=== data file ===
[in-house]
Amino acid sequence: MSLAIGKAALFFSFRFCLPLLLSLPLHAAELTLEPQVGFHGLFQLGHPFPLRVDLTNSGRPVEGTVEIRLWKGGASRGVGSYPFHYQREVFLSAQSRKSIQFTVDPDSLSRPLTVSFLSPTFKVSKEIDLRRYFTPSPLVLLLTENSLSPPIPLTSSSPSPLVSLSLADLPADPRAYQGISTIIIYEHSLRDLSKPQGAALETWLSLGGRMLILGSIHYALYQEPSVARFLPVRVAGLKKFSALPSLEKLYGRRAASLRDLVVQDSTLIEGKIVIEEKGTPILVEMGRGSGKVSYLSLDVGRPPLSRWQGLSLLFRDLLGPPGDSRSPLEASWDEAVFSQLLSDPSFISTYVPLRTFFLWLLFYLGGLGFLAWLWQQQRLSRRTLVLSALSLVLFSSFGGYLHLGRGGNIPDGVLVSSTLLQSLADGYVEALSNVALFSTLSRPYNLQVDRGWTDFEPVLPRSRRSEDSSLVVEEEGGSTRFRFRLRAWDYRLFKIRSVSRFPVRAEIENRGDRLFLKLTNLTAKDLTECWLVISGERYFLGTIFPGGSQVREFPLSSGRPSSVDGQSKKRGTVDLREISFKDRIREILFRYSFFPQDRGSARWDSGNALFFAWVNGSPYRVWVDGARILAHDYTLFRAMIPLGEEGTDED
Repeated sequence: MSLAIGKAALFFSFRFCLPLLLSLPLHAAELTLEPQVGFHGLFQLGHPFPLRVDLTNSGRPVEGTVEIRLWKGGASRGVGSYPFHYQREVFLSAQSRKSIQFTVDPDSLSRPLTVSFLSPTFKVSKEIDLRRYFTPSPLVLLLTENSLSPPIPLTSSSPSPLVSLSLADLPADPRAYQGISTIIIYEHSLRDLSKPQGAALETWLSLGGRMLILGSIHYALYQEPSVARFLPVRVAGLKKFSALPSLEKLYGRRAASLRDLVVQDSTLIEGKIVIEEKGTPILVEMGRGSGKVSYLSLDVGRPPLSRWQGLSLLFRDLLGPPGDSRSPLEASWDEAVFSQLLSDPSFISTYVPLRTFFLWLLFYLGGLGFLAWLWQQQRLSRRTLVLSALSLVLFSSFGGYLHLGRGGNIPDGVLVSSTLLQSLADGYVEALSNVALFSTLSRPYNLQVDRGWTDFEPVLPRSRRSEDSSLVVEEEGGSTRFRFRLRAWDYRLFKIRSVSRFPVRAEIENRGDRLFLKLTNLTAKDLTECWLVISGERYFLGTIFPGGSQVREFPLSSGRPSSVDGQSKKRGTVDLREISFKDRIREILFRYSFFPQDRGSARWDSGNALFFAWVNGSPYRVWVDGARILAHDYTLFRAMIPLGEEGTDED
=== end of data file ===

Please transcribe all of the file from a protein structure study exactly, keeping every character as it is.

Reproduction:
[in-house]
Amino acid sequence: MSLAIGKAALFFSFRFCLPLLLSLPLHAAELTLEPQVGFHGLFQLGHPFPLRVDLTNSGRPVEGTVEIRLWKGGASRGVGSYPFHYQREVFLSAQSRKSIQFTVDPDSLSRPLTVSFLSPTFKVSKEIDLRRYFTPSPLVLLLTENSLSPPIPLTSSSPSPLVSLSLADLPADPRAYQGISTIIIYEHSLRDLSKPQGAALETWLSLGGRMLILGSIHYALYQEPSVARFLPVRVAGLKKFSALPSLEKLYGRRAASLRDLVVQDSTLIEGKIVIEEKGTPILVEMGRGSGKVSYLSLDVGRPPLSRWQGLSLLFRDLLGPPGDSRSPLEASWDEAVFSQLLSDPSFISTYVPLRTFFLWLLFYLGGLGFLAWLWQQQRLSRRTLVLSALSLVLFSSFGGYLHLGRGGNIPDGVLVSSTLLQSLADGYVEALSNVALFSTLSRPYNLQVDRGWTDFEPVLPRSRRSEDSSLVVEEEGGSTRFRFRLRAWDYRLFKIRSVSRFPVRAEIENRGDRLFLKLTNLTAKDLTECWLVISGERYFLGTIFPGGSQVREFPLSSGRPSSVDGQSKKRGTVDLREISFKDRIREILFRYSFFPQDRGSARWDSGNALFFAWVNGSPYRVWVDGARILAHDYTLFRAMIPLGEEGTDED
Repeated sequence: MSLAIGKAALFFSFRFCLPLLLSLPLHAAELTLEPQVGFHGLFQLGHPFPLRVDLTNSGRPVEGTVEIRLWKGGASRGVGSYPFHYQREVFLSAQSRKSIQFTVDPDSLSRPLTVSFLSPTFKVSKEIDLRRYFTPSPLVLLLTENSLSPPIPLTSSSPSPLVSLSLADLPADPRAYQGISTIIIYEHSLRDLSKPQGAALETWLSLGGRMLILGSIHYALYQEPSVARFLPVRVAGLKKFSALPSLEKLYGRRAASLRDLVVQDSTLIEGKIVIEEKGTPILVEMGRGSGKVSYLSLDVGRPPLSRWQGLSLLFRDLLGPPGDSRSPLEASWDEAVFSQLLSDPSFISTYVPLRTFFLWLLFYLGGLGFLAWLWQQQRLSRRTLVLSALSLVLFSSFGGYLHLGRGGNIPDGVLVSSTLLQSLADGYVEALSNVALFSTLSRPYNLQVDRGWTDFEPVLPRSRRSEDSSLVVEEEGGSTRFRFRLRAWDYRLFKIRSVSRFPVRAEIENRGDRLFLKLTNLTAKDLTECWLVISGERYFLGTIFPGGSQVREFPLSSGRPSSVDGQSKKRGTVDLREISFKDRIREILFRYSFFPQDRGSARWDSGNALFFAWVNGSPYRVWVDGARILAHDYTLFRAMIPLGEEGTDED